Sad­dling up Great Wall’s Steed for an off-road can­ter.

We sad­dle up Great Wall’s new and im­proved Steed.

4 x 4 Australia - - Contents - WORDS BARRY PARK

“IT IS what it is.” Yep, with that of­tused quote, the new Aus­tralian man­age­ment of Great Wall Aus­tralia went into the launch of its facelifted and re­named dual-cab ute with some­thing of a de­featist at­ti­tude.

Good on them for hav­ing a go. Just a few years ago the brand was in dis­ar­ray, feud­ing in the courts with its dis­trib­u­tor, putting buy­ers off­side with sub­stan­dard after­sales sup­port, and do­ing its best to cor­ral the dam­age of an as­bestos scan­dal.

In the mean­time, it has rein­vented it­self. Great Wall is now just a ute com­pany – SUVS sell un­der the more pre­mium Haval sub-brand – and the chain of blame is bro­ken by re­nam­ing the V240 twin-cab ute the Great Wall Steed, the same name used in the Bri­tish mar­ket, and a sig­nif­i­cant cost­sav­ing in terms of badg­ing.

Un­der­neath it’s the V240 but wear­ing a new nose and arse, a full suite of airbags that out-counts even the Volk­swa­gen Amarok, some sig­nif­i­cant me­chan­i­cal changes, a one­tonne pay­load, and a $25,990 price tag. A diesel donk adds $2000; 4x4 an­other $3000.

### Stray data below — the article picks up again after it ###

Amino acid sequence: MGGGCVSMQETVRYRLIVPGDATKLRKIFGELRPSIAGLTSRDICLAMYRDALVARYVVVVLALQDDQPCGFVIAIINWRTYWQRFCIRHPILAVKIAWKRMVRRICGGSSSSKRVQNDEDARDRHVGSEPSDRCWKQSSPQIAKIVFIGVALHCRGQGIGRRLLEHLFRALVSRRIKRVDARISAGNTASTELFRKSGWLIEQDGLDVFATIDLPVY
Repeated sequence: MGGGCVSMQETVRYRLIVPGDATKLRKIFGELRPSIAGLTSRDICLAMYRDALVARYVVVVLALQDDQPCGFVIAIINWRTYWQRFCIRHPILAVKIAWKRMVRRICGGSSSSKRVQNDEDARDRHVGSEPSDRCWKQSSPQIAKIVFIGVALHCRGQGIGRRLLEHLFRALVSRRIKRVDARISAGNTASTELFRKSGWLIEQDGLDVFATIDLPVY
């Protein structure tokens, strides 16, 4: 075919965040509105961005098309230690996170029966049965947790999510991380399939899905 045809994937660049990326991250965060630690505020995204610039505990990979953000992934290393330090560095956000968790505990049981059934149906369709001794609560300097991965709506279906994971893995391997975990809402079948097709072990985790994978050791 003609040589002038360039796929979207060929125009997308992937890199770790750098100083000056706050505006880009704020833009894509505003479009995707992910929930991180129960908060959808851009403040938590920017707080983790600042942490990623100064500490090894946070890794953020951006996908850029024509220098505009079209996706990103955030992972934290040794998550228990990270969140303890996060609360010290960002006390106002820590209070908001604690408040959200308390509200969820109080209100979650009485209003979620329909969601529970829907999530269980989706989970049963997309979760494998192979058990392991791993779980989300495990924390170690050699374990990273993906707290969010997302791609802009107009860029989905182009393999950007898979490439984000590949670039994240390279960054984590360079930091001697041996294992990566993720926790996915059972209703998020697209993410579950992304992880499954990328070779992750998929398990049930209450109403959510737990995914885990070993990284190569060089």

So prices have gone up a few thousand com­pared with the old utes, but you now get im­por­tant things such as the lat­est Bosch sta­bil­ity con­trol mod­ule, a new Borg­warner trans­fer case for the 4x4 diesel, a new tur­bocharger on the diesel model, all those airbags, and a pretty flash in­te­rior with pi­ano-black in­serts, faux brushed alu­minium high­lights and pleas­ant tex­tures. There’s even LED tail-lights and rear disc brakes in­stead of drums: bet you weren’t ex­pect­ing that. The 235/70R16 tyres are made by Giti, a com­pany which has ten­u­ous man­age­ment ties with Pirelli.

The drive ex­pe­ri­ence doesn’t set any bench­marks. The car­ry­over Mit­subishi-sourced 2.4-litre petrol en­gine with its five-speed man­ual is thirsty, thrashy and pedes­trian; the six-speed diesel needs heaps of revs on board to wring out any sem­blance of per­for­mance; and the cabin is con­stantly jig­gling

A new nose and tail, plus a swag of airbags, dif­fer­en­ti­ate the Steed from the V240.

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